Written by Erik Cassano

Erik Cassano

McCoy WeedenSeneca Wallace is right. Someone has to go.

With the Browns presently carrying quarterbacks Colt McCoy, Thaddeus Lewis and Wallace behind presumed starter Brandon Weeden, someone is the odd man out. Chances are, it won't be Lewis, who rides the bench for cheap, and who team president Mike Holmgren seems to like as a developmental quarterback.

That means Colt and Wallace are left to battle for the No. 2 slot behind Weeden. Somebody is going to end up traded or released between now and the season opener against Philadelphia on Sept. 9.

My question is, why not both?

It has very little to do with Colt's brother, Case, pre-emptively spouting off on Twitter following what turned out to be a fake ESPN report that Colt had been traded to the Eagles. It has very little to do with the notion that you can't keep your current starter and your ex-starter in the same locker room, for fear of fracturing the team. It has very little to do with anything that spews forth from Wallace's maw, which tends to be open a little too much at times.

It has everything to do with the simple facts of the situation.

Holmgren and/or GM Tom Heckert and/or owner Randy Lerner, depending on who you believe, pushed for the selection of Weeden at the 22nd pick precisely because the mounting organization-wide opinion was that Colt lacked the necessary physical tools to excel as an NFL QB. He didn't have the arm to make all the necessary throws. He didn't possess the reflexes to make split-second decisions. His lack of height exacerbated the other two problems. Wallace, at 5'-11" and a shade over 200 pounds, isn't in a much better position.

In short, the Browns had a pair of short, suspect-armed, quick-footed, scrambling quarterbacks who would just as soon make plays with their legs. Weeden is at the other end of the spectrum. He's a mountain of a man compared to Colt and Wallace -- 6'-4", 225 pounds with a long bullwhip of a throwing arm. He's going to make his dropback, make his read and throw the ball. His legs are only mobile enough to shuffle around in the pocket, perhaps buying a couple seconds to make a throw before the pass rush closes in.

So if you're going to give Weeden the first-team reps during OTAs, if you're presumably going to make him the first-team QB in training camp, if all signs point to Weeden under center on Sept. 9, barring a cataclysmic turn of events, why would you take out an insurance policy in the form of two quarterbacks who have completely different playing styles from the starter?

If Weeden were to suffer an injury, the Browns' entire offense would have to adjust on the fly to a QB with a completely different playing style. Maybe a veteran offense could make the transition. The 49ers of the 1980s won with both pocket-passing Joe Montana and fleet-footed Steve Young under center. But for an offense full of youngsters, in just its second year of learning the intricate West Coast Offense scheme, putting them in a position to potentially go from protecting a rifleman to throwing downfield blocks for a scampering human pinball doesn't seem like a recipe for success.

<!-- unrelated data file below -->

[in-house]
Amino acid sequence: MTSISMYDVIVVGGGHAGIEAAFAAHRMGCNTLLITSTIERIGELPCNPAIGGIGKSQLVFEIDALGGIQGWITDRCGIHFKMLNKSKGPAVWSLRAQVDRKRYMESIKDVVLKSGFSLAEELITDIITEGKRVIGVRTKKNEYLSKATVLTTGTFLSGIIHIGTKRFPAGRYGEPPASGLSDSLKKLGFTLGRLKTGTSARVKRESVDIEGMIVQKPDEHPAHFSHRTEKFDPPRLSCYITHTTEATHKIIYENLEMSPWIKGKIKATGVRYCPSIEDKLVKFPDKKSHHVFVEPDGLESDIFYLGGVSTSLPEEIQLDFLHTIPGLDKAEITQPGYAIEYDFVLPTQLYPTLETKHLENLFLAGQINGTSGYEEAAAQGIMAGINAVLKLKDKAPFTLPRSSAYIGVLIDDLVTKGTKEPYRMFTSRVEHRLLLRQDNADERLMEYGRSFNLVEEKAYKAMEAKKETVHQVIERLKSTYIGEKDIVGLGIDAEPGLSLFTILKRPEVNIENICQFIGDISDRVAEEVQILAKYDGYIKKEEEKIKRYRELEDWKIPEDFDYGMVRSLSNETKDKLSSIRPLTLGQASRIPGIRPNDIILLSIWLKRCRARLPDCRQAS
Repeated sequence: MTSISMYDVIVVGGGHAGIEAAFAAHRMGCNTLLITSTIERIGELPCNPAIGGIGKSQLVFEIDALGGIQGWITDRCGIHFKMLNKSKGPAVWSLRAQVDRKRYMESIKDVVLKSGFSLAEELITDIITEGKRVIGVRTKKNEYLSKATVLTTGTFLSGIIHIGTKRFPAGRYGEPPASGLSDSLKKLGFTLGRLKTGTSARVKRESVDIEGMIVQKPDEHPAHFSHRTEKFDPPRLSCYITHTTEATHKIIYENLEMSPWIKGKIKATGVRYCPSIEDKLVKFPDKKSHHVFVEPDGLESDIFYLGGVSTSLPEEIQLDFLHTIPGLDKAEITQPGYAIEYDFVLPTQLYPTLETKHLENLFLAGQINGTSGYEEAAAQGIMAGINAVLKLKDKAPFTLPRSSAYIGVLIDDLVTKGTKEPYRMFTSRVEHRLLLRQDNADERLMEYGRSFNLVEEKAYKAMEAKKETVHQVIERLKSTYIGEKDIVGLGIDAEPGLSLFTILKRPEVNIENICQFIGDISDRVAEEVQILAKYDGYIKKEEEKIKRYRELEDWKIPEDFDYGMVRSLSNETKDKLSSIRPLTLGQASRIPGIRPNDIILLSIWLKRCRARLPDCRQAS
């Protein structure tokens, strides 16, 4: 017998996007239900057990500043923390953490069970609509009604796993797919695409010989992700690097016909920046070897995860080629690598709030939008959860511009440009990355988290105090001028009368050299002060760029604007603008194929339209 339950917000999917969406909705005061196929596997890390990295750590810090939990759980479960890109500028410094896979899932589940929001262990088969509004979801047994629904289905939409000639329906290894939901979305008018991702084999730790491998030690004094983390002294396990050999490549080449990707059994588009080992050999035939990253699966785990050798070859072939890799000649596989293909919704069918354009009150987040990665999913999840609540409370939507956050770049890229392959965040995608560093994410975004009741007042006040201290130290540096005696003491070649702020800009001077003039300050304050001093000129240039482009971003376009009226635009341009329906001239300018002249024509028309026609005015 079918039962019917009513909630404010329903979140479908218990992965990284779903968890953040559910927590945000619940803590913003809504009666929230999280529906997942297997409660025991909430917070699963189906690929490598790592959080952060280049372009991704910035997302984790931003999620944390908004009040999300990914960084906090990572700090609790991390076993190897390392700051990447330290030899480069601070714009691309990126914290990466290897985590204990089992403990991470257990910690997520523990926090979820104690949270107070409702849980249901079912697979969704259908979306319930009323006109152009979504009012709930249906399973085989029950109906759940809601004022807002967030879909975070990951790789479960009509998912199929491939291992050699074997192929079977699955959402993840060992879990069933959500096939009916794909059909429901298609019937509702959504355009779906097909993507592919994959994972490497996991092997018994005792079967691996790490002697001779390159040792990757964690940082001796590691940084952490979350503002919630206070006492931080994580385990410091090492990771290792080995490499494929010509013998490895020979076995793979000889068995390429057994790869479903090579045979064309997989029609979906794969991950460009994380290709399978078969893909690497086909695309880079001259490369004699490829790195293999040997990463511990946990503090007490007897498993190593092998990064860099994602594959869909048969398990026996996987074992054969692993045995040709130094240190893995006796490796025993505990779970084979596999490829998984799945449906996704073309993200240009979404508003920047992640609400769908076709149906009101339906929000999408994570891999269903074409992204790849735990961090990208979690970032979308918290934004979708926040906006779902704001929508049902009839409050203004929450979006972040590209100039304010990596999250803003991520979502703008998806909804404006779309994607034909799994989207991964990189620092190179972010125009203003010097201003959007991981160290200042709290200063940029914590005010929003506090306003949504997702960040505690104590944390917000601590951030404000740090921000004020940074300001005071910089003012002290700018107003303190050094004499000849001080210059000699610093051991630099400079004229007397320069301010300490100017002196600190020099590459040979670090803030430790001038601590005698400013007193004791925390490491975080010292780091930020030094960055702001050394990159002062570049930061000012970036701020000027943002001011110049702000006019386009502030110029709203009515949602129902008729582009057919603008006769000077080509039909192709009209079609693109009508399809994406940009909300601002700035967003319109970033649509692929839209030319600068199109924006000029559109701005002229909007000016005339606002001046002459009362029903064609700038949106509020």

The better option, it would seem, would be to cut ties with Wallace and Colt -- ideally trading at least one of them -- and bringing in a veteran backup who is a dropback passer in the mold of Weeden. Free agent A.J. Feeley, who is well-schooled in the West Coast Offense, would seem like a logical fit. He's 35, so he wouldn't be more than a stopgap. He's 8-10 in his career as a starter. But at least he'd offer some degree of continuity in the event he had to step in and play. And for a young team that still doesn't figure to do any contending this year, continuity is one of the most important seeds to sow and cultivate. Lack of continuity, lack of stability and lack of organizational philosophy, have been smothering the Browns since they returned to the league 13 years ago.

Why give the gremlins a chance to creep back in?

If you still want to hold onto Colt with the idea that he might not get the job done as a starter, but he could be a quality backup, ask yourself the difference between a starter and a backup.

One play. One James Harrison shot to the head. One wrong-way knee twist. One rolled ankle. That's the difference between clipboard duty and the starting assignment -- perhaps for the rest of the season.

So if Colt is an inadequate starter in your book, he should be an inadequate backup, too. Same goes for any other quarterback. If you won't trust him to lead the team onto the field, you shouldn't trust him to wear the ballcap and hold the clipboard.

And even if Colt develops into a QB who is capable of starting and playing at a reasonably high level, he still won't develop as a plug-in replacement for Weeden.

It's simply the decision the Browns' brass has made: They wanted a tall, big-armed pocket passer. If that's the template for Holmgren and Heckert's ideal QB, Colt isn't that, and Wallace isn't that.

Even if it means bringing in a stale retread like Feeley, it still means a much-needed fresh start for the bench portion of the Browns' QB corps -- which is very nearly as important as the fresh start Weeden is giving them in the starting role.